As October drew to a close, AIDS Healthcare Foundation (AHF) signed a Memorandum of Understanding with the Jamaican Ministry of Health that officially enabled the global nonprofit to provide care to people living with HIV in Jamaica as the country’s national HIV partner.
AHF’s operations will begin in the island’s Western Region in November with Montego Bay’s Cornwall Regional Hospital and MoBay Type 5 Clinic, where AHF will assist in the care of 1,518 patients and 1,313 patients, respectively. Additionally, AHF will assist in the care of 994 clients at the Sav-la-Mar Hospital in Sav-la-Mar.
“There are currently 19,617 patients actively in care on the island, and I know we can get so many more into treatment and care,” said Michael Kahane, AHF’s Southern Bureau Chief, who oversees operations in the southern United States and the Caribbean. I truly believe this is going to be an amazing opportunity for AHF to make a difference.”
According to 2012 statistics from the United Nations Joint Programme on AIDS (UNAIDS), about 28,000 people are living with HIV in Jamaica. The demographic with the highest rate of new infections is women aged 9 to 19 years old, and the prevalence rate of HIV among men who have sex with men is 38%.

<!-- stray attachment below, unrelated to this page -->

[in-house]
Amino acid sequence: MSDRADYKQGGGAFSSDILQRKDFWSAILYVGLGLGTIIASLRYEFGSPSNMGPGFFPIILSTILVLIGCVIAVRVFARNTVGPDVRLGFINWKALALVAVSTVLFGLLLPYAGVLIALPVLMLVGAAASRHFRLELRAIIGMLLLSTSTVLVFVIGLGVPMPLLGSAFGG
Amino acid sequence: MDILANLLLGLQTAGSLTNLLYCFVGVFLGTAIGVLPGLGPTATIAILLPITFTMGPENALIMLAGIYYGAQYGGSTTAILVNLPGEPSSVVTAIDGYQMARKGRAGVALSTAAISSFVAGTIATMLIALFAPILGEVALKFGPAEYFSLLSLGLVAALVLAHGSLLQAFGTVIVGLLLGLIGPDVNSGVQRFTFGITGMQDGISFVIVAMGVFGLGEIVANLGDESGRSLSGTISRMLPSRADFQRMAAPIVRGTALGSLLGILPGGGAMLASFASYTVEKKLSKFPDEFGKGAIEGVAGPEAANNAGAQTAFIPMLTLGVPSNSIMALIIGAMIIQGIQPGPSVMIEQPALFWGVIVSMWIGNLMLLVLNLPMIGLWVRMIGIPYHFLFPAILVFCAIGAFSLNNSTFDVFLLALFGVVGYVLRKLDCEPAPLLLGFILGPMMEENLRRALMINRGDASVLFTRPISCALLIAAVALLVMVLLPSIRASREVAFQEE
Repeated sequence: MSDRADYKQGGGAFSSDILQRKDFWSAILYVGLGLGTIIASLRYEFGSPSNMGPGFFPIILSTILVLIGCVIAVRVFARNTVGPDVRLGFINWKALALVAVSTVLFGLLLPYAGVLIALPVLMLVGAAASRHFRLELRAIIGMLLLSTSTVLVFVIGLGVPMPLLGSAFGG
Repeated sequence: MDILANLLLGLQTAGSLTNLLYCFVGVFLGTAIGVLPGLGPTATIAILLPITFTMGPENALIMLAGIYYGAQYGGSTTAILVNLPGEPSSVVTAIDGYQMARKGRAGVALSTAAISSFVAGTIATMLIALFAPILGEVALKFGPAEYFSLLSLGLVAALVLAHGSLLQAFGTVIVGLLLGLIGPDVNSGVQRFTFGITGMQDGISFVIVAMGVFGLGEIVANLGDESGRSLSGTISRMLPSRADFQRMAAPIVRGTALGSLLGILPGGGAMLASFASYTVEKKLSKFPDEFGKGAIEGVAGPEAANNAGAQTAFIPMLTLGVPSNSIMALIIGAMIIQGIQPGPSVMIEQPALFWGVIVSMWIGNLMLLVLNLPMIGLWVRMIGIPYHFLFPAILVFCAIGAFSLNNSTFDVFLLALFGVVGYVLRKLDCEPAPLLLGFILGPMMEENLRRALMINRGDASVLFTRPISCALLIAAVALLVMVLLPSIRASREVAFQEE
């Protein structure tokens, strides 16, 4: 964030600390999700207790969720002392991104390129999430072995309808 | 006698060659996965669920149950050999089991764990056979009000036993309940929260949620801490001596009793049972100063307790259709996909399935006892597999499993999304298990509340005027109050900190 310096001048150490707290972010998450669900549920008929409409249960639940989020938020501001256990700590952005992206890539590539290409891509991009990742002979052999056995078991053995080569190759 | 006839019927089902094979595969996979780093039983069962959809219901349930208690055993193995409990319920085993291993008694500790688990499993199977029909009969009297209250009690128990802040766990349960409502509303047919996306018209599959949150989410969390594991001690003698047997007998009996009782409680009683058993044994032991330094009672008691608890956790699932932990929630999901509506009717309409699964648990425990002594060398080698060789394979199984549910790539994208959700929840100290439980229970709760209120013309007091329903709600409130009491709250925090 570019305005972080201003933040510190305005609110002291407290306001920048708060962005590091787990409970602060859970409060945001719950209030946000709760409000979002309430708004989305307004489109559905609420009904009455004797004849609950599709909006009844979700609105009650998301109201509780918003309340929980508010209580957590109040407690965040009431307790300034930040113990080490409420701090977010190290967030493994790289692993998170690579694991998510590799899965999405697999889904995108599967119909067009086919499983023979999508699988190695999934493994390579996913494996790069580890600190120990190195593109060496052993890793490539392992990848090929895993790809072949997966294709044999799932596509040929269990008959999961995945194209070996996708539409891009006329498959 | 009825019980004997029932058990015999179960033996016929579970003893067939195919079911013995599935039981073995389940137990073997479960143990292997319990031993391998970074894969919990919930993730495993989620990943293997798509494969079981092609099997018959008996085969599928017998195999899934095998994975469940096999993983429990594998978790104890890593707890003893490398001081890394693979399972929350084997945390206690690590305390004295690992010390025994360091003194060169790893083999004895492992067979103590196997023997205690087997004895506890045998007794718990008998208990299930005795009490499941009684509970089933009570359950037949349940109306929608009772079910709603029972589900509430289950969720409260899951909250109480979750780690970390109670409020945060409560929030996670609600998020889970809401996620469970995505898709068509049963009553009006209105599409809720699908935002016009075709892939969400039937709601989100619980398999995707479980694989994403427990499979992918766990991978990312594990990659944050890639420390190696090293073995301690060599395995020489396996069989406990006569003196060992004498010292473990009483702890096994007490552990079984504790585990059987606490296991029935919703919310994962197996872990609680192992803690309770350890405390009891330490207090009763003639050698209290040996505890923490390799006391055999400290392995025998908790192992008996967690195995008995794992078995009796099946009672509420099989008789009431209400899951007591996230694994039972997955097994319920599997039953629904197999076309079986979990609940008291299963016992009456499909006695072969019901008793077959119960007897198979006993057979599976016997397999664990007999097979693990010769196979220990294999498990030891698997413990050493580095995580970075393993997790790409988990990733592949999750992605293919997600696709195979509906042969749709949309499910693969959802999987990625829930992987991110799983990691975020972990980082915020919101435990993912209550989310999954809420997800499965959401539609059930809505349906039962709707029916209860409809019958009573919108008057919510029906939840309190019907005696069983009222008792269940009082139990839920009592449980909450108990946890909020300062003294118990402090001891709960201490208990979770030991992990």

The high numbers can be attributed in large part to the unimaginable stigma placed on Jamaicans living with HIV, harmful discrimination that Kahane has witnessed the effects of firsthand.
During a recent trip to the island, Kahane met a 17-year-old woman who had become infected at 15 and had a CD4 count of about 6. CD4 count shows the strength of a person’s immune system, and the World Health Organization recommends anyone with a CD4 count of 500 or less receive antiretroviral therapy (ART), but the young woman Kahane met refused to take her medication.
“I asked her why and she told me someone else in her town who was HIV positive had traveled to a clinic two towns away in order to remain anonymous. But a nurse at the clinic who lived in the same town as the patient recognized the patient, and told other people in their town about that person’s HIV status. Word spread quickly around town, and a couple weeks later people from the town formed a human circle around the patient’s house and set it on fire, killing the entire family inside.”
The young woman told Kahane that she was at peace with her own death, but could never be at peace if her HIV status caused harm to her family. Some time after his return to Florida, Kahane received a call from the same young woman: she had left her village and moved to the Jamaican capital of Kingston, where she was taking medication regularly and living a health life in the city, where she works at a hotel. She had just saved up enough money to purchase a cell phone, and the first call she made was to Kahane.
“It was one of the best calls I’ve ever received,” he said.